Released: October 6th Label: LOAF Website: Words: Andy Devine

Listening to the debut album from The Present it’s unsurprising that Rusty Santos had a hand in producing Sung Tongs by Animal Collective. The bands compositions have the sound and feel of AC’s earlier more droney and less focused work. It’s only a shame that Rusty hasn’t taken the approach that Animal Collectives’ more dancey and cohesive songs have of late.

There’s nothing wrong with the album per se but it feels more like one entire piece of music rather than a collection songs. This means that if you really want to get the most out of the music you have to put in a lot of time and effort.

Two of the tracks on the album pass the 11 minute mark and, particularly on the title track, you don’t get rewarded for your listening till about 5 minutes in when the song builds up from its simple drum and piano rhythms to some disembodied chanting before being sawn in half by a chilling violin chord and then slowly building up the dread before petering out again.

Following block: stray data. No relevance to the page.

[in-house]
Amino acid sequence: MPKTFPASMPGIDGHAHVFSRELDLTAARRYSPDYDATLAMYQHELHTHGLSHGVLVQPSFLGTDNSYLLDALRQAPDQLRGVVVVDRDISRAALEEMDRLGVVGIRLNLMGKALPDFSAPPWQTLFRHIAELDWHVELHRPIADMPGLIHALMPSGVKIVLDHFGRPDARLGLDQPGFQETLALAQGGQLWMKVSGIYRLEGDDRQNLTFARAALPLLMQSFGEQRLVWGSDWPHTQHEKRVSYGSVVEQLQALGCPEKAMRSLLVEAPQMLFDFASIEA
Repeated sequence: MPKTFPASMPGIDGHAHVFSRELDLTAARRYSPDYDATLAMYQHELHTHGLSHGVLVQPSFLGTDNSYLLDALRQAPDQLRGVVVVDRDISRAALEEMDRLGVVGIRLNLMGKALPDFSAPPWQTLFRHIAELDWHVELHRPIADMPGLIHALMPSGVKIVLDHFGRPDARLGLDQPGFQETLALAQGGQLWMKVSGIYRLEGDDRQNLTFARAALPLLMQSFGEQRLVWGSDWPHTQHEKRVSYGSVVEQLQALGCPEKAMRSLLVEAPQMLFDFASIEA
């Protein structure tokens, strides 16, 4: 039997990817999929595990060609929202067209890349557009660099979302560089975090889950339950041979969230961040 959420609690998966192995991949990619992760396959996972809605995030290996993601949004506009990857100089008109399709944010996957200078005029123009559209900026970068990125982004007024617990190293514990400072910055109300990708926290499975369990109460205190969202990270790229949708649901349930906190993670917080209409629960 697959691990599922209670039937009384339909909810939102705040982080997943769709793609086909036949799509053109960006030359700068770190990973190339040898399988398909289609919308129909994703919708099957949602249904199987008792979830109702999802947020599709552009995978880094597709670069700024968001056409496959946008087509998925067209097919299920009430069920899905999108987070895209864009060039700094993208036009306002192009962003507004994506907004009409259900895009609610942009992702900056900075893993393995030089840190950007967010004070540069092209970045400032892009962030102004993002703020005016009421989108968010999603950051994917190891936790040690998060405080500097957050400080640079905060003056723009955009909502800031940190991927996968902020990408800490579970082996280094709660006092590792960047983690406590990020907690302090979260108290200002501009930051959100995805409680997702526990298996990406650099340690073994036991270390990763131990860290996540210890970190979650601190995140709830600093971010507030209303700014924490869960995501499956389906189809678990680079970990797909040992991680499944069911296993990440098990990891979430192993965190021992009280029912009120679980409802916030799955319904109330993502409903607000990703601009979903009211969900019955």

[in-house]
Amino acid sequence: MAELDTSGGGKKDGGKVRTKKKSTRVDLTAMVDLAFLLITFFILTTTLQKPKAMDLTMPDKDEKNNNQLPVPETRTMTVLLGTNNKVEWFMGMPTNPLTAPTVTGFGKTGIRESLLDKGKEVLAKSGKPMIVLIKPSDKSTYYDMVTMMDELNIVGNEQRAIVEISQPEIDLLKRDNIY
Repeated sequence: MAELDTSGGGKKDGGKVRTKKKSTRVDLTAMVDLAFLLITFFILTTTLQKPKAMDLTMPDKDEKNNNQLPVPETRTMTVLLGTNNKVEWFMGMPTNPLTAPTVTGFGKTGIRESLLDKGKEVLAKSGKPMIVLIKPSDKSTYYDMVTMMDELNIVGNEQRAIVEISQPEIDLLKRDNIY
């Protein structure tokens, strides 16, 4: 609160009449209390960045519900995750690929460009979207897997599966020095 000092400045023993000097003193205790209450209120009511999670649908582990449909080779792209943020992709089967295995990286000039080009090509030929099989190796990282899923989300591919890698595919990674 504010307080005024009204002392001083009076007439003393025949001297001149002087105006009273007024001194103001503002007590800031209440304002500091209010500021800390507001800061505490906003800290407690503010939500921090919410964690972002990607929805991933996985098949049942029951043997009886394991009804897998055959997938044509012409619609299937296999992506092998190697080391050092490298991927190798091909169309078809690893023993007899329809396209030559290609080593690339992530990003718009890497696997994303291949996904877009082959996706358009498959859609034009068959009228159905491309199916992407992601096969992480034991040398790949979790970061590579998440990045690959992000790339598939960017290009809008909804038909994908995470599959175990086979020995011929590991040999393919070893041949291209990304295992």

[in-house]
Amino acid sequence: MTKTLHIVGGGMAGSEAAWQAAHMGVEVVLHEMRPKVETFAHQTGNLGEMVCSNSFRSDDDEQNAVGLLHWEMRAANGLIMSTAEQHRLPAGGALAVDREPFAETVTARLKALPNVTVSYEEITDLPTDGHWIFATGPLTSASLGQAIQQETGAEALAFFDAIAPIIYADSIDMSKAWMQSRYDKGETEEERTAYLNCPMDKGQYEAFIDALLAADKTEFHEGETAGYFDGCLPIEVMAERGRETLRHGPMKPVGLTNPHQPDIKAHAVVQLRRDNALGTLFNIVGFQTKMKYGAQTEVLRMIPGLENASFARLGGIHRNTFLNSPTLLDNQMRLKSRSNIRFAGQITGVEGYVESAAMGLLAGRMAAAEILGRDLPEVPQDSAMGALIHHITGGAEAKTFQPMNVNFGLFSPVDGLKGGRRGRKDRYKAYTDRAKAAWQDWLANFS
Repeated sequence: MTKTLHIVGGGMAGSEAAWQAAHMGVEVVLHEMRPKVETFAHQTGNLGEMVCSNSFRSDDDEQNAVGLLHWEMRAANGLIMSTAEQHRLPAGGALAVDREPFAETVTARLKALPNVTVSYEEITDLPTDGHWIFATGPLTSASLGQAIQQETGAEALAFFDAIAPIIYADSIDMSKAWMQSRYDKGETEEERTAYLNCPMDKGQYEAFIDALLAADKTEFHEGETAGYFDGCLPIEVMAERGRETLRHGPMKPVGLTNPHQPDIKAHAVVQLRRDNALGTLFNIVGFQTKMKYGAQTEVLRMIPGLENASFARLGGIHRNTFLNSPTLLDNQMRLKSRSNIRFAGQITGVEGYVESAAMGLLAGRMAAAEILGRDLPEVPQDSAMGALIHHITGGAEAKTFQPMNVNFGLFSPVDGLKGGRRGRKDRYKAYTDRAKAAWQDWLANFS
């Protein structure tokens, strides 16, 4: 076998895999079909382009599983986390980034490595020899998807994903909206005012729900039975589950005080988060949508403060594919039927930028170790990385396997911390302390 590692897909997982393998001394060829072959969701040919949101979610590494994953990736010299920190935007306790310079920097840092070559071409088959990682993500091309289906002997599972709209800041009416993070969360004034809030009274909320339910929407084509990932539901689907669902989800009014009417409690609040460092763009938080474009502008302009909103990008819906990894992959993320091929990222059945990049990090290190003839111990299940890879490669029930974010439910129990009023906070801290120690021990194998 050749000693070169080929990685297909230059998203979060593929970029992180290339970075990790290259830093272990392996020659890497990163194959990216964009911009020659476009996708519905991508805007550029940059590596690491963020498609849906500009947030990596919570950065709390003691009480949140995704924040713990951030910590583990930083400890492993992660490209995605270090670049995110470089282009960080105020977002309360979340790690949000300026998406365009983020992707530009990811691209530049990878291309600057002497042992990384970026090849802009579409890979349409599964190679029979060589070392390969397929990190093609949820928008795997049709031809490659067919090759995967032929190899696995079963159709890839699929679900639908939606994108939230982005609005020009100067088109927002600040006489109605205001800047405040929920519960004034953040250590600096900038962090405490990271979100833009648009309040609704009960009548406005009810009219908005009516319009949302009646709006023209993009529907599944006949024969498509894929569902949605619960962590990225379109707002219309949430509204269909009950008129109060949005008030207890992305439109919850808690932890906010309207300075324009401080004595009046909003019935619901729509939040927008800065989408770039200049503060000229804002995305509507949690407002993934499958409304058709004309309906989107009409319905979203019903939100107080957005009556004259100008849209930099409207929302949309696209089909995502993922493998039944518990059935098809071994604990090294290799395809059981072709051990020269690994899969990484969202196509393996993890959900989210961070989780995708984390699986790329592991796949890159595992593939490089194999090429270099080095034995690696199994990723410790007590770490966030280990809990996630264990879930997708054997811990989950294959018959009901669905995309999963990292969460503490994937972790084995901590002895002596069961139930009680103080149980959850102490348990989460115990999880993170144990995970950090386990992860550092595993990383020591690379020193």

The music contained on World I See is what I call ‘soundtrack music’ in so far as it has no verse chorus verse structure and that each track progresses in a different style to most conventional music. This is no bad thing but for the casual listener it could be quite off putting.

Having seen The Present live I know that some of these structured songs come off incredibly well in the live setting, particularly the tribal drumming parts, but most of the time you’re left listening to the aural equivalent of masturbation.